Earth science

Landscape inversion by stream piracy

A model suggests that active deformation in mountains causes river networks to constantly reorganize, providing an explanation for the paradoxical formation of almost flat surfaces high in craggy mountain ranges. See Letter p.526

For more than a century, Earth scientists' curiosity has been piqued by the existence of areas with low topographic relief, some nearly flat, perched high in rugged mountain ranges. One common explanation1 posits that these surfaces are relicts of large peneplains — low-relief features formed as the ultimate result of fluvial erosion — that were once close to sea level before being uplifted by mantle convection or plate tectonics and then dissected by rivers or streams. On page 526 of this issue, Yang et al.2 propose a very different mechanism, whereby low-relief surfaces in mountain landscapes form transiently as a result of the dynamic reorganization of river networks.

One of Earth science's greatest challenges is to document vertical movements of the crust at geological timescales. Step-like landforms called terraces are commonly used as passive markers of small-scale deformations that occurred during the past million years or less, but it is usually impossible to use such markers for large uplifted regions and events that occurred over longer time periods. Geologists are therefore forced to use other palaeoaltimetric methods3 that generally have large uncertainties and are difficult to implement over large regions.

The lack of reliable tools is particularly problematic for studies of regional uplift caused by deep-seated geodynamic processes, or when investigating the upheaval of wide orogenic plateaus (which form as a result of colliding tectonic plates). In these cases, it is tempting to find other passive markers, such as the dissected and uplifted remnants of peneplains that are assumed to have once been nearly horizontal and close to sea level. By interpreting low-relief surfaces perched across the southeast Tibetan plateau in this way, a broad south-dipping slope of the plateau surface has been inferred4, which was proposed as evidence of differential thickening of the underlying crust. Aspects of this interpretation have been questioned5,6, but a two-stage mechanism has always been assumed, in which the formation of low-relief surfaces precedes river dissection.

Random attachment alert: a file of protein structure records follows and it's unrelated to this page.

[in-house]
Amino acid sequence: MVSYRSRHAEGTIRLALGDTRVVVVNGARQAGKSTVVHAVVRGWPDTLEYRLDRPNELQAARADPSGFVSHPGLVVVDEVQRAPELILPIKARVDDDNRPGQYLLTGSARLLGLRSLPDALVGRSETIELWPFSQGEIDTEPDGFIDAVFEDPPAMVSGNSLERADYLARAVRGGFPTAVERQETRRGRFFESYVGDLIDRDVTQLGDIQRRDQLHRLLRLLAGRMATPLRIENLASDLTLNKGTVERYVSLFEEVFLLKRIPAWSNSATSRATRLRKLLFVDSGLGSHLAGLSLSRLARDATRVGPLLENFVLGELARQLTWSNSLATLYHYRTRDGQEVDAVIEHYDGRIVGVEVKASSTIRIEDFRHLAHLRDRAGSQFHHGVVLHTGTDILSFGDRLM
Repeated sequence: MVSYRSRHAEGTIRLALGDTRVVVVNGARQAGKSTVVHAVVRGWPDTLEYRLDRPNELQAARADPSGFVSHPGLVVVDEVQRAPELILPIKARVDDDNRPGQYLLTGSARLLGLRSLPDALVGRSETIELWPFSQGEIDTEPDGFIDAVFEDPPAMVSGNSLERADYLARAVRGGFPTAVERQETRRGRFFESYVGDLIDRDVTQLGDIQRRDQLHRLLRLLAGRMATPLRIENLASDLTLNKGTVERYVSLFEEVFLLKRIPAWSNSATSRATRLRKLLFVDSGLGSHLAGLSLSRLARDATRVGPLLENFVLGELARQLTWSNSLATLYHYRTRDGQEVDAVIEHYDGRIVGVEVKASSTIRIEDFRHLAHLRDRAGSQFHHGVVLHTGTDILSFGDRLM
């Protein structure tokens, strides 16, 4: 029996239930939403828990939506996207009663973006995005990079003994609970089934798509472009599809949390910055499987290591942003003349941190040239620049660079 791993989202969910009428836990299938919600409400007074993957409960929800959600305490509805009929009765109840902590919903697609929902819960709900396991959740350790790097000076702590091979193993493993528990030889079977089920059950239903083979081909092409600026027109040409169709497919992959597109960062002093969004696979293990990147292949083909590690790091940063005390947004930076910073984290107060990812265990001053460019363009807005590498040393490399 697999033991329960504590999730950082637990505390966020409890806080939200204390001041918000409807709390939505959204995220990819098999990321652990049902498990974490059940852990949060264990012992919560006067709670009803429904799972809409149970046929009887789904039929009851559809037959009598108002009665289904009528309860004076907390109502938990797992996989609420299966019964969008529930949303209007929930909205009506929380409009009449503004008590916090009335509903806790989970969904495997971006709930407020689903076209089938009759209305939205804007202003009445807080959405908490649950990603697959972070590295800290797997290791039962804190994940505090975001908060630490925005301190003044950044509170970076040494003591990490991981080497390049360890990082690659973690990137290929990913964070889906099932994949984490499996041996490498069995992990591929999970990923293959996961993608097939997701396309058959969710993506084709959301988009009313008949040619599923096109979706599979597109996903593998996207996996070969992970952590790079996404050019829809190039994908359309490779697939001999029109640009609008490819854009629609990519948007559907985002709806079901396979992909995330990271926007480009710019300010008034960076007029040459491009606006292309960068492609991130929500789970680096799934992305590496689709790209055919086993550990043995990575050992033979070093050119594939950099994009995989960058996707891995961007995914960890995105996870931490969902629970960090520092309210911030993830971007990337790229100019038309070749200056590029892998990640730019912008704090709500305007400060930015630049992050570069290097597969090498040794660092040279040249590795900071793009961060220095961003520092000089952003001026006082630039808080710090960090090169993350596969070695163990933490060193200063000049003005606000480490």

Yang et al. challenge this idea. They first propose a new description of the fluvial network that drains southeastern Tibet, by using a modified metric7 of the stream power equation, a widely used model in which fluvial incision into bedrock primarily depends on river slope and discharge. This model predicts that when regional uplift increases (as expected in the dissected-peneplain scenario), the profiles of all the major rivers and tributaries will display a change of slope (a 'knickpoint') at similar elevations8 if the geometry of the fluvial network is fixed. By examining several regions in southeastern Tibet, the researchers show that the main tributaries do not display such a regular pattern. Instead, knickpoint elevations are widely scattered.

The authors then show that the long profiles of tributaries that drain low-relief surfaces are systematically shallower than expected, whereas those of tributaries that drain the slopes surrounding the low-relief surfaces are steeper. The authors interpret these peculiar features9 as evidence of recent drainage captures — the diversion of headwater regions of main rivers to nearby tributaries — and dynamic reorganization of the river network (Fig. 1). The low-relief surfaces therefore cannot be relict landscapes, and must instead correspond to areas that formerly had normal relief, but where the main stream has lost its power to incise bedrock because its headwater has been captured. If subjected to sustained uplift, such areas would gain elevation, and their local relief would be smoothed down because of erosion of the surrounding hill slope. The process is a kind of topographic inversion, because formerly incised valley bottoms and rugged topographies end up as flatter surfaces at high elevations.